New York, NY (PRWEB) August 13, 2013
NYC-based PIRA Energy Group reports that WTI discount shrinks as Cushing stocks drop. On the week, U.S. stocks had another modest build, while Japanese crude stocks had another draw. Specifically, PIRA’s analysis of the oil market fundamentals has revealed the following:
WTI Discount Shrinks as Cushing Stocks Drop
Brent and LLS premiums to WTI have continued to shrink, driven by declining Cushing crude stocks, collapsing from more than $21 per barrel in February to the low single digits in July. At current pipeline flow rates, the Cushing crude market is short crude, which is now coming out of storage. After September, crude stocks will be at minimum operating levels, and this supply will have to come from somewhere else.
*Another Modest U.S. Stock Build
Total commercial stocks increased for the week ending Aug 2, by roughly a million barrels less than the increase the week earlier. Products built as increased product imports more than offset slightly stronger reported demand and lower product output. Cushing crude stocks are now at the lowest level since first quarter 2012.
*Japanese Crude Runs Continue Rising, with Another Crude Stock Draw
Runs posted another rise on the week and imports stayed low enough to draw stocks yet again. Gasoline demand rose back towards 1 MMB/D with a modest change in yield, but stocks still posted a modest build. Gasoil demand eased with lower incremental exports. Refinery margins took another hit this week with gasoline cracks doing much of the damage.
*Middle distillate and naphtha cracks generally held up.
Saudi Formula Crude Prices for September Generally Less Generous to Refiners
In general, pricing for many of the grades, other than Arab Heavy, was raised with respect to their benchmark differentials. The largest upward adjustments were generally in the lightest grades. Arab Heavy for delivery into Asia and the U.S. was lowered marginally. There were several factors that supported tighter pricing. The market is still missing export volumes of lighter crudes, like Libyan and Nigerian grades. Refinery margins have generally been supportive and Saudi crude still enjoys a pricing advantage against West African grades.
*World Oil Supply: 2014 Growth Still Driven by American Shale Development
While OPEC crude production is anticipated to be unchanged versus 2013, Non-OPEC supply is expected to grow in 2014. U.S. and Canada will be the main contributors, with significant growth from shale and bitumen, respectively. A reduction of Non-OPEC unplanned disruptions, particularly in South Sudan will also contribute to 2014 growth. On the OPEC side, Iraq and Iran 2014 growth is offset by supply reductions in core OPEC countries.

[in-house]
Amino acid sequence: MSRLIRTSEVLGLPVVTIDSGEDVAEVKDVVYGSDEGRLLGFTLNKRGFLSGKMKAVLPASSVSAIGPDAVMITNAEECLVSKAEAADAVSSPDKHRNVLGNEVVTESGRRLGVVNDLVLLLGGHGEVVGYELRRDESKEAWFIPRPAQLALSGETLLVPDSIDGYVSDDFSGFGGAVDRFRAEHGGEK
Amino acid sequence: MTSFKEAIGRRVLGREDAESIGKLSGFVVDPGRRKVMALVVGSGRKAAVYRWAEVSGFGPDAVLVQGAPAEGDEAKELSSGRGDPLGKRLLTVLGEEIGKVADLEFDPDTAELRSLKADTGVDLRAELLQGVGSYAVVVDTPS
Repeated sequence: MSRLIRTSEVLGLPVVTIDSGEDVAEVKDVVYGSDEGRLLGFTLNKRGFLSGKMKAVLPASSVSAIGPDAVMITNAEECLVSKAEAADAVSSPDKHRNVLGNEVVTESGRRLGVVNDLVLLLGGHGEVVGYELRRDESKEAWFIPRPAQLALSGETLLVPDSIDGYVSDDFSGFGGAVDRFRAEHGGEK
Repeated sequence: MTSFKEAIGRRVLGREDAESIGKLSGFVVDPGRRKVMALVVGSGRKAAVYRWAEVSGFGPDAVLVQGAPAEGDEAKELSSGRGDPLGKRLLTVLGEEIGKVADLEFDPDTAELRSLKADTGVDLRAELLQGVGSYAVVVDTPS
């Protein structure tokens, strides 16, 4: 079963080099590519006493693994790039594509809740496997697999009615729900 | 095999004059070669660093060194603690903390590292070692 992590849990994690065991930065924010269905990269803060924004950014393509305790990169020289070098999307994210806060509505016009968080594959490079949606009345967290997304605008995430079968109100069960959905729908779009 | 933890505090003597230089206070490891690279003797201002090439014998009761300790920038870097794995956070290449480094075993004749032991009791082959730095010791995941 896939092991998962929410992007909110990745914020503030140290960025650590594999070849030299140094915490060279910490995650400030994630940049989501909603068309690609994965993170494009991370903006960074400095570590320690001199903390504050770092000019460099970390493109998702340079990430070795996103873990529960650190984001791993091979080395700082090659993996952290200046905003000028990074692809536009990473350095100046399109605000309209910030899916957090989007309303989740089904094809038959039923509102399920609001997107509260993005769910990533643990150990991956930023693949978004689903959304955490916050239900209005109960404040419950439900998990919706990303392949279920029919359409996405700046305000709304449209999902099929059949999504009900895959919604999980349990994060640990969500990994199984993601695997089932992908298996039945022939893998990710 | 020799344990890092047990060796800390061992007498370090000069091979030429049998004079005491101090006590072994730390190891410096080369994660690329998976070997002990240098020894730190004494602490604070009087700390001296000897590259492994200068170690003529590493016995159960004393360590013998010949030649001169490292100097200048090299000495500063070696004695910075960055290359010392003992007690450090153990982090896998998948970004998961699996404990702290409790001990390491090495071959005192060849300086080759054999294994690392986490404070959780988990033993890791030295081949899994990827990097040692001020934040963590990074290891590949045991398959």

*Release of IEA Data Show End 2Q13 Stocks Lower Than Preliminary Data
The release of IEA's May and preliminary June stock data for Europe show end 2Q13 stocks below preliminary figures. Thus, instead of European stocks being roughly flat in the second quarter, they were down and they ended the second quarter below last year and at the lowest level in over 5 years. Over half of the downward revision was in crude oil inventories.
*U.S. Propane Stocks to Get Relatively Tighter
Record propane exports, which will gain sharply by 4Q, expectations of crop drying demand and high levels of petchem feed usage are setting the tone for the U.S. LPG market. The net effect is that U.S. propane stocks will remain well below last season.
*U.S. Ethanol Prices and Margins Increase
U.S. ethanol prices advanced for the week ending August 2 despite declining corn values, and cash production margins rose to the highest level since early May. RIN values increased after collapsing in late July. Frost has damaged some of the sugarcane crop in Brazil’s South-Central region, which will result in a lower ethanol output than originally anticipated.
*Ethanol Output Increases and Stocks Build
U.S. ethanol manufacture rose for the week ending August 2 to 853 MB/D from 832 MB/D in the previous week. PIRA believes that the bump in production will be short-lived as several plants in the Midwest are running out of corn and will be idled later this month and in September.
The information above is part of PIRA Energy Group's weekly Energy Market Recap, which alerts readers to PIRA’s current analysis of energy markets around the world as well as the key economic and political factors driving those markets.
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